Bringing executive teams in financial services up to parity for gender and race will take time, but it is possible for companies to quickly demonstrate leadership in diversity, equity and inclusion while at the same time capturing new markets and driving revenue.
The business case for inclusion and diversity is stronger than ever. The latest report from McKinsey, “Diversity Wins,” reveals once again that the relationship between diversity on executive teams and the likelihood of financial outperformance continues to strengthen over time. But it’s not just profitability that is making the argument for diversity and inclusion in the workplace. The International Labour Organization recently reported: “Companies with more inclusive business cultures and policies see a 59% increase in innovation and 37% better assessment of consumer interest and demand.” And yet, men still make up most of the management ranks at banks and insurers.
While financial services leaders can ponder what they can do to better adopt a systematic, business-led approach to inclusion and diversity for the good of their bottom line, there is a different aspect of this topic the industry doesn’t hear enough about.
A report from The Brookings Institution’s Artificial Intelligence and Emerging Technology Initiative states that white homebuyers have an average credit score 57 points higher than homebuyers of color. The distribution of credit scores is also unequal: More than one in five people of color have FICO scores below 620, while only one in 19 Caucasians have credit scores below 620 — the threshold most credit rating agencies consider subprime. In thinking about auto finance, it’s not hard to imagine that the gap extends well beyond homebuyers.
The Consumer Financial Protection Bureau (CFPB) also estimates 20% of the adult population is underserved for credit, and those who fall into this category are more likely to be from minority groups. Any conversation about diversity, equity and inclusion must seek to remedy the historic structural and cultural racism minorities have had to endure when seeking credit.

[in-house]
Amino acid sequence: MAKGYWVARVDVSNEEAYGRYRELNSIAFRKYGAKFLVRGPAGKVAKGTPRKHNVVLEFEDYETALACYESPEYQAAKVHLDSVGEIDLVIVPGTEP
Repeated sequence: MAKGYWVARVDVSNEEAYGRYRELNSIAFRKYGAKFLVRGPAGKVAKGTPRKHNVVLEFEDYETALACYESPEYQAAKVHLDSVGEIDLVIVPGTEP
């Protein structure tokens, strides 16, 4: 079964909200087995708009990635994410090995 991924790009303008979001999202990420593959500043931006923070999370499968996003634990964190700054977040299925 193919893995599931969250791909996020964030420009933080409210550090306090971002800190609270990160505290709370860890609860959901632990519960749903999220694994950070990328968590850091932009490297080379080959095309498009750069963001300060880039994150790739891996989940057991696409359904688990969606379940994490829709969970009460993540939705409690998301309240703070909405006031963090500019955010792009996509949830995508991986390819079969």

Forward-looking lenders will understand the scope of the business opportunity. But what is the quickest, most expedient way to solve the problem of inclusivity and equity in access to credit?
A good place to start is by doing a better job of crafting a nondiscriminatory scorecard. To do that, we must focus on two key areas: bias and data sources.
For years, developers had no idea that they had baked their own unconscious bias into algorithms. The advent of machine learning in lending platforms presents technology companies with a unique opportunity to rid software of the biases embedded in the historical data used to train algorithms.
Being wary of unconscious bias in algorithms is an important step, but lenders must also accept that it’s time to move beyond traditional credit data in order to better understand our customers’ ability to pay.
The good news is that modern lending systems are able to integrate with alternative data sources to give a more nuanced view of a borrower’s risk profile. Alternative data sources like Trust Science or Zest Ai are integrated with some loan origination systems to create a more comprehensive auto-decisioning matrix and scorecard. This will give nonprime borrowers access to the financing they need to grow their business, enter the housing market or get that new set of wheels.
If the carrot is the business opportunity, then the stick is compliance. Discriminatory lending is at risk of noncompliance. In decisioning a deal, companies need to be able to rely on their lending system to eliminate cognitive biases in order to demonstrate that their policies don’t discriminate, and keep in line with the U.S. CFPB and the Canadian CPA governing bodies. Sophisticated lending systems can do that.
While improving diversity, equity and inclusion initiatives across the board can’t happen overnight, crafting a nondiscriminatory scorecard is an area where companies can show real leadership in championing diversity, equity and inclusion, while at the same time capturing new markets and driving revenue.
Vlad Kovacevic is the founder and CTO of Inovatec Systems. With a focus on efficiency, flexibility and connection, JAVELIN by Inovatec is a state-of-the-art lending platform.
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